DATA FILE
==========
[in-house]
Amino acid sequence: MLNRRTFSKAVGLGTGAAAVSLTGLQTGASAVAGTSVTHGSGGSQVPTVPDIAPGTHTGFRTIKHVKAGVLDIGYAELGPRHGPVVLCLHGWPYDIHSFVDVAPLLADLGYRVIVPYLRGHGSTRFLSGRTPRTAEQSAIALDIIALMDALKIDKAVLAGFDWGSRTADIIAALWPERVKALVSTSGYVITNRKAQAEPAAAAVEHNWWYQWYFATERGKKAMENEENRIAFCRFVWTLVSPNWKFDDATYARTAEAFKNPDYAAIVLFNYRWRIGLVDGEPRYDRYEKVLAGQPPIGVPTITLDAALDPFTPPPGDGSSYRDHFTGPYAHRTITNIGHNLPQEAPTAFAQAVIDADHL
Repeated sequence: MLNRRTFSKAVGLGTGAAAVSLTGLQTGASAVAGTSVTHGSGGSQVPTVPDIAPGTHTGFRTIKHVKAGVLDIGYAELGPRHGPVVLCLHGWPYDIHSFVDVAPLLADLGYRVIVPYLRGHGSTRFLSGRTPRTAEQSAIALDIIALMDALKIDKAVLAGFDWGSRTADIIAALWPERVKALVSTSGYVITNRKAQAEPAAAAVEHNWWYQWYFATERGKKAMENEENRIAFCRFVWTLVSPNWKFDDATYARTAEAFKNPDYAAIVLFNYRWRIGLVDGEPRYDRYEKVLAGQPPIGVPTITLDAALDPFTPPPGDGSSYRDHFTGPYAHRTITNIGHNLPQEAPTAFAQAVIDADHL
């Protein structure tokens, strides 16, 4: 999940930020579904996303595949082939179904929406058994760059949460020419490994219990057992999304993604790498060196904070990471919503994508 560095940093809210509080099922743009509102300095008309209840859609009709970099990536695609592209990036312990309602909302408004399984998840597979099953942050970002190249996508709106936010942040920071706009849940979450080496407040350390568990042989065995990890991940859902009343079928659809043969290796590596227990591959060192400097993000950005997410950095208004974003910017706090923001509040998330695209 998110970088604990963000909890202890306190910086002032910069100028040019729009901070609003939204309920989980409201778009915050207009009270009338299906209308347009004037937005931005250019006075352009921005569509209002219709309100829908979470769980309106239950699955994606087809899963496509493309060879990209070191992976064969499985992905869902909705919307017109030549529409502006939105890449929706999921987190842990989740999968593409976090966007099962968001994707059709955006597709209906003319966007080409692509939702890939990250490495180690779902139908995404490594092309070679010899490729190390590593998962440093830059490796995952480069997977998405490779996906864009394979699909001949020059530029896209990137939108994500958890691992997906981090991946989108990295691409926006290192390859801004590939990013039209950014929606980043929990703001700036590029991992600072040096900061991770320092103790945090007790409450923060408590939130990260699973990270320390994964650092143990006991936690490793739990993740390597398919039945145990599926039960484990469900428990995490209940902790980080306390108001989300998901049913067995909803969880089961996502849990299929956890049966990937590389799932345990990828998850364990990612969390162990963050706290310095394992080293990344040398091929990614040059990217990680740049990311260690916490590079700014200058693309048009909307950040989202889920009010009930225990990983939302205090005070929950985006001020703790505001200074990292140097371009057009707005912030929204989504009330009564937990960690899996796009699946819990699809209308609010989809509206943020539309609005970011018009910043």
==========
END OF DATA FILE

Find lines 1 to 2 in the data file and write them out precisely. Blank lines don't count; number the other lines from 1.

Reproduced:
[in-house]
Amino acid sequence: MLNRRTFSKAVGLGTGAAAVSLTGLQTGASAVAGTSVTHGSGGSQVPTVPDIAPGTHTGFRTIKHVKAGVLDIGYAELGPRHGPVVLCLHGWPYDIHSFVDVAPLLADLGYRVIVPYLRGHGSTRFLSGRTPRTAEQSAIALDIIALMDALKIDKAVLAGFDWGSRTADIIAALWPERVKALVSTSGYVITNRKAQAEPAAAAVEHNWWYQWYFATERGKKAMENEENRIAFCRFVWTLVSPNWKFDDATYARTAEAFKNPDYAAIVLFNYRWRIGLVDGEPRYDRYEKVLAGQPPIGVPTITLDAALDPFTPPPGDGSSYRDHFTGPYAHRTITNIGHNLPQEAPTAFAQAVIDADHL